This is an interactive optic fiber cloth. It is made of side-emitting diffusive optic fibers so computer controlled light patterns can be displayed on it, and by attaching light receivers as well as light emitters, optical signals can be input using infrared light.
Junichiro Asami gave up a stable job to join a group of Japanese entrepreneurs building businesses based on 3D printing, showing the sort of pioneering spirit Prime Minister Shinzo Abe hopes can revitalize a calcified economy. Whether these entrepreneurs can lay the foundations for a new era in Japanese products though may depend on whether Abe can tear down barriers in a wider business culture that shuns risk and supports the status quo.
A Japanese research team has become the first in the world to develop a functional liver from human induced pluripotent stem cells, according to an article the researchers published in the online version of British journal Nature. The team created liver buds and transplanted these into mice suffering from liver failure.
Japan’s public television broadcaster, NHK, is working on technology that will allow people to watch TV with their fingers. NHK is developing a system that maps objects shown on the TV screen in 3D space. “Viewers” place their index finger in a device connected to several actuators that provide haptic feedback, allowing surfaces, bumps and corners to be explored through touch. The broadcaster demonstrated the technology as part of an open house at its research lab in Tokyo.
A Japanese entrepreneur’s answer to Google Glass, but with a Japanese manga-style twist. Japanese entrepreneur Takahito Iguchi wants people to see the world through other people’s eyes. But as a less ambitious jumping off point, he’ll kick it off with a world that looks like a Japanese manga cartoon. His device, called the Telepathy One, is the closest thing I’ve seen under development yet to Google’s Glass gadget.
TWO years have passed since an earthquake and tsunami destroyed the huge Fukushima Dai-ichi nuclear plant owned by Tokyo Electric Power (TEPCO), on the Japanese north-east coast—and precipitated a phased shutdown of the country’s 54 nuclear plants for stress testing, maintenance and further seismic analysis.
With the last reactor turned off in May 2012, the past summer was when Japan started to live without nuclear power for the first time since 1970. Before the disaster struck, nuclear power accounted for 29% of the country’s electricity supply, with plans for boosting it to 50% by 2030. Such intentions are now out of the question. To compensate for the loss of such a large chunk of electrical capacity, households and businesses across Japan were threatened with black-outs and to make reductions of up to 15% in consumption or face stiff penalties. In the immediate aftermath of the disaster, the electricity was switched off in some parts of the country for up to four hours a day.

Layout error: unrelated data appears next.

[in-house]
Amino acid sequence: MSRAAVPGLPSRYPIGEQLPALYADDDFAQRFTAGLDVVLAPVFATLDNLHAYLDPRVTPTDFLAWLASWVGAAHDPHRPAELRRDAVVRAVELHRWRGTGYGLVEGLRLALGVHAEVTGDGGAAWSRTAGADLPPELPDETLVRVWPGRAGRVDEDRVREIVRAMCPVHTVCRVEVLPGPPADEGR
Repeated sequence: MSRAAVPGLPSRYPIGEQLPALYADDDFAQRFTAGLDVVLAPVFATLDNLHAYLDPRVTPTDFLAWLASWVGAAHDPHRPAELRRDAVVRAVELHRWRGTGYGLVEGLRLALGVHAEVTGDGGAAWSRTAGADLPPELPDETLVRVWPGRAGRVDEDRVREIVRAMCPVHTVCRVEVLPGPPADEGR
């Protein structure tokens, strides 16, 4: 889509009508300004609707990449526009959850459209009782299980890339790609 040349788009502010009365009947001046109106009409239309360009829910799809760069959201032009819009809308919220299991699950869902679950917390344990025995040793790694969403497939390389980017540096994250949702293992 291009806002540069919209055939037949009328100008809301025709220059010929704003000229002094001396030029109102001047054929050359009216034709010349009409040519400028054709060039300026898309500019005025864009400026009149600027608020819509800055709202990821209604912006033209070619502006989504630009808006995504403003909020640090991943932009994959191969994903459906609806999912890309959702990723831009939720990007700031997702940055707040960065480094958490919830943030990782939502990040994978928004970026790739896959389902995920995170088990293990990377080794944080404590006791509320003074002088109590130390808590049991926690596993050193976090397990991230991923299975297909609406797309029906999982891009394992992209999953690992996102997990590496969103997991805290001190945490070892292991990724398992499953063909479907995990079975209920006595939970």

Remember Minami, the lifelike robot we introduced earlier? She was just the beginning! Hiroshi Ishiguro Laboratory was founded to encourage and promote studies based on original and unique ideas from Hiroshi Ishiguro, ATR Fellow, who has remarkable achievements on robotics. The scientists have explored new information media based on humanlike robots that harmonize humans with information-environment beyond existing personal computers, while inquiring "what is the essence of human beings?"
A humanoid robot that can mimic facial expressions is entertaining shoppers at a department store in Osaka, western Japan. The 160-centimeter tall android is called Minami. She was modeled on a real woman. Minami can smile, frown or show other emotions by adjusting her silicon skin with air pressure. On Friday, she was joined by a male android modeled on Osaka University Professor Hiroshi Ishiguro. He developed the female android.
Japan is poised to overtake Germany and Italy to become the world’s second-biggest market for solar power as incentives starting July 1 drive sales for equipment makers from Yingli Green Energy Holdings Co. to Kyocera Corp. Industry Minister Yukio Edano set today a premium price for solar electricity that’s about triple what industrial users now pay for conventional power.
Meet the SpeechJammer, a disturbing piece of gadgetry that can remotely stop a person from talking. A pair of Japanese researchers have create a solution to a problem we didn’t even know existed: People talking too loudly, for too long, or out of turn. Their answer — a “gun” that silences the person speaking.